The Russian government appears intent on keeping the Syrian Circassians away from the North Caucasus while, at the same time, the Russian authorities do not want to openly antagonize the Circassians living in the North Caucasus. Yet Moscow’s inaction does just that, and Circassians are beginning to question why Russia is not protecting people who can be considered their compatriots according to Russian legislation.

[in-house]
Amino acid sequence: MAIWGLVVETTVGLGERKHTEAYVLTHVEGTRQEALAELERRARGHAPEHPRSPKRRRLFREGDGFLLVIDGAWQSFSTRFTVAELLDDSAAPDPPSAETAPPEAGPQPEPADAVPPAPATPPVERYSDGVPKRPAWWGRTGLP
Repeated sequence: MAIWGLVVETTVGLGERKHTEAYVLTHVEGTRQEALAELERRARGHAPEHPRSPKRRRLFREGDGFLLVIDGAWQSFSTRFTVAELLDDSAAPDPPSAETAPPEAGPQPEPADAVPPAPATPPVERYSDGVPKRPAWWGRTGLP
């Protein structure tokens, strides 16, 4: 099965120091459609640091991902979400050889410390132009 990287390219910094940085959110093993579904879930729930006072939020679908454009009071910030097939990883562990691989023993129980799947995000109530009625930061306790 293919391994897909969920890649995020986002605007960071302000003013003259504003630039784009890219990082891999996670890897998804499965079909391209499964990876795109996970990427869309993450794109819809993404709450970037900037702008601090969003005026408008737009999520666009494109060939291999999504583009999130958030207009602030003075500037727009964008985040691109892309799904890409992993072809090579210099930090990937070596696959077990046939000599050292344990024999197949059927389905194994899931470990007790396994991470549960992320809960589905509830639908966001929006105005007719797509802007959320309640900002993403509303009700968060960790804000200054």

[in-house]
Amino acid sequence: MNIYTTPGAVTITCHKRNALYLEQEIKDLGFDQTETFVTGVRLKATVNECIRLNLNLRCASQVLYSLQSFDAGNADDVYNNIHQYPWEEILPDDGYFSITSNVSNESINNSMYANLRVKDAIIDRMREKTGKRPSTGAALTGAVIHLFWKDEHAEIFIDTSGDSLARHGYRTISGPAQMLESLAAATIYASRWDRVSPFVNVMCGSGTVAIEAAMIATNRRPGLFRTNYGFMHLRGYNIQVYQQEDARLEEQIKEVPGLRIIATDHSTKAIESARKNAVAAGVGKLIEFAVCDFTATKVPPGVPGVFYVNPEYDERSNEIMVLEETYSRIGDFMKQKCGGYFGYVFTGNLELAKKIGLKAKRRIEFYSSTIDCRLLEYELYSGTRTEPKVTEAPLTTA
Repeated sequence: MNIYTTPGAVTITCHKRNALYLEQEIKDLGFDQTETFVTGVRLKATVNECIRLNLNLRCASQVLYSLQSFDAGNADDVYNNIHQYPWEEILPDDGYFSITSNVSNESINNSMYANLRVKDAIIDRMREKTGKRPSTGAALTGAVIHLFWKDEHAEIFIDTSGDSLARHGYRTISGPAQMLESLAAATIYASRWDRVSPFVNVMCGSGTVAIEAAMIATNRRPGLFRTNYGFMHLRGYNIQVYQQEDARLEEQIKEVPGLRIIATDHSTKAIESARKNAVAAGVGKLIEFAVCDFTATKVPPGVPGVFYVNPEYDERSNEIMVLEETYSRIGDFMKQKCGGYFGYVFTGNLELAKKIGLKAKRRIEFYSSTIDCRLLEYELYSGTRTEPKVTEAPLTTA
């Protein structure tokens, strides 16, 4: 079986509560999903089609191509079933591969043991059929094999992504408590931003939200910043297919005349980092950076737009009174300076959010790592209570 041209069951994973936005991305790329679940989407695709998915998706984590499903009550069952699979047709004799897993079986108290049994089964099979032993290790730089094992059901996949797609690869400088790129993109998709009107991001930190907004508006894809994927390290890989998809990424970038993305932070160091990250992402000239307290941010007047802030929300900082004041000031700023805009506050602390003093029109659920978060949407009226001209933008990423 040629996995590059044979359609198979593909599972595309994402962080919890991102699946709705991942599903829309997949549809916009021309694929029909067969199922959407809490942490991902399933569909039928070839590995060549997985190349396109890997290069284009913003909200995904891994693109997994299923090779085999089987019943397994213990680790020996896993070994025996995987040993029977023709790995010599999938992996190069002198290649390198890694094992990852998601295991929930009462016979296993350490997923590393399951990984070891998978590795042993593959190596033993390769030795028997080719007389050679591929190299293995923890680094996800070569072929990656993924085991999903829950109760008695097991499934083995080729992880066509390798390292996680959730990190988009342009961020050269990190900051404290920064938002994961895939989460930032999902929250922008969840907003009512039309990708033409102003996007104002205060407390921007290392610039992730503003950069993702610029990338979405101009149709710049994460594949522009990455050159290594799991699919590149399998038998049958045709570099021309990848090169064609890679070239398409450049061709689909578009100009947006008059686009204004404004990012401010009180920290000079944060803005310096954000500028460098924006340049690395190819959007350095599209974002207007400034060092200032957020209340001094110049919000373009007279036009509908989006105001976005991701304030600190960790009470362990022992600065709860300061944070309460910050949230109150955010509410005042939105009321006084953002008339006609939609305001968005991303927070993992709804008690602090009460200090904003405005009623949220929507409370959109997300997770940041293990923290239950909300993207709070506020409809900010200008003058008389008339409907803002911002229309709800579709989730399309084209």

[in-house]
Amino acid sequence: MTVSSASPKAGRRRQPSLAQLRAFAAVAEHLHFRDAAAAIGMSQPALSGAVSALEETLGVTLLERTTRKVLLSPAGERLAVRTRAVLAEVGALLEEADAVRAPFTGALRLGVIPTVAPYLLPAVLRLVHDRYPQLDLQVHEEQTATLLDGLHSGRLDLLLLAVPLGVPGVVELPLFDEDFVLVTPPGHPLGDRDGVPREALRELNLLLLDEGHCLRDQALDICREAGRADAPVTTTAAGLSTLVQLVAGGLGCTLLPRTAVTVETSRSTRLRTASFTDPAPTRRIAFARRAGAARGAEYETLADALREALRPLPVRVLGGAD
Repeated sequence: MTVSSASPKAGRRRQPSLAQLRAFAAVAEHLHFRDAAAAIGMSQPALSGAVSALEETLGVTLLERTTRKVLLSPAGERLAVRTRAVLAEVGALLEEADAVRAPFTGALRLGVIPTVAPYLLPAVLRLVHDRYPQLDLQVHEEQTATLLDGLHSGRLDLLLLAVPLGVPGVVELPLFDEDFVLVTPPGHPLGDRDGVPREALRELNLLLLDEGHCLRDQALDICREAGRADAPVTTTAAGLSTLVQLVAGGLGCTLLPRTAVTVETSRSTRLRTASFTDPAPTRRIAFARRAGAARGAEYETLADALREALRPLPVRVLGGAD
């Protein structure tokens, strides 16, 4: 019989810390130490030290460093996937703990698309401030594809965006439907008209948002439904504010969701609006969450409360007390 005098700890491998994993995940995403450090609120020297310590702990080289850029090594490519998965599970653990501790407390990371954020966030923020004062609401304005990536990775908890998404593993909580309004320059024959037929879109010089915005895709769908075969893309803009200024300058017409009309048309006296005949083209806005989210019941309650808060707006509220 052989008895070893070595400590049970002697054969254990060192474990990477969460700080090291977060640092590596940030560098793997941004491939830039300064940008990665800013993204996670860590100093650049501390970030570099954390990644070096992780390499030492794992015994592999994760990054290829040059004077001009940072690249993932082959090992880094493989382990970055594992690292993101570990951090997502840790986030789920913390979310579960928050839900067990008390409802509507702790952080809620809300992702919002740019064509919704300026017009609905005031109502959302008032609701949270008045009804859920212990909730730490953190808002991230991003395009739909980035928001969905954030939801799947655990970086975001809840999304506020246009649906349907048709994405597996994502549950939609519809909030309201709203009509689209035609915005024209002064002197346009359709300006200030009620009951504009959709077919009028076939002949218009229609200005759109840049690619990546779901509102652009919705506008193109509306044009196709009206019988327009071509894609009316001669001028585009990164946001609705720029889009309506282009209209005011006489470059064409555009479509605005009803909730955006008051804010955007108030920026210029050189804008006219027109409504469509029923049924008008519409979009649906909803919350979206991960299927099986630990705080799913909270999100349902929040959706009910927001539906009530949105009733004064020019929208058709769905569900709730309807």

The situation is further aggravated by the historical grievances harbored by the Circassians. It was the Russian Empire that drove Circassians out of their homeland to the Ottoman Empire in the 19th century. Some of the Circassian refugees ended up in Syria, but their descendants now primarily live in Turkey. The goal of the Tsarist government was to effectively expel all Circassians from the Black Sea coast and resettle the area with Russian-speaking people. The Black Sea was considered strategically too important to be entrusted to non-Russian residents. Adding insult to injury, Moscow is holding the 2014 Winter Olympics in Sochi, right at the spot where the last battles of the Russian-Circassian war took place exactly 150 years prior to the Olympics. Moreover, the cultural program of the Sochi Olympics is designed to deemphasize the prominence of the original indigenous people of the region, instead putting forward the Cossacks as supposedly the first inhabitants of the area. Some Circassian activists say that having failed to accommodate Circassian interests pertaining to rescuing their ethnic kin in Syria, Moscow left no incentives for the North Caucasian Circassians to support Russian policies in the region, including the 2014 Sochi Olympics (https://www.carnegie.ru/publications/?fa=49368&solr_hilite=Нефляшева).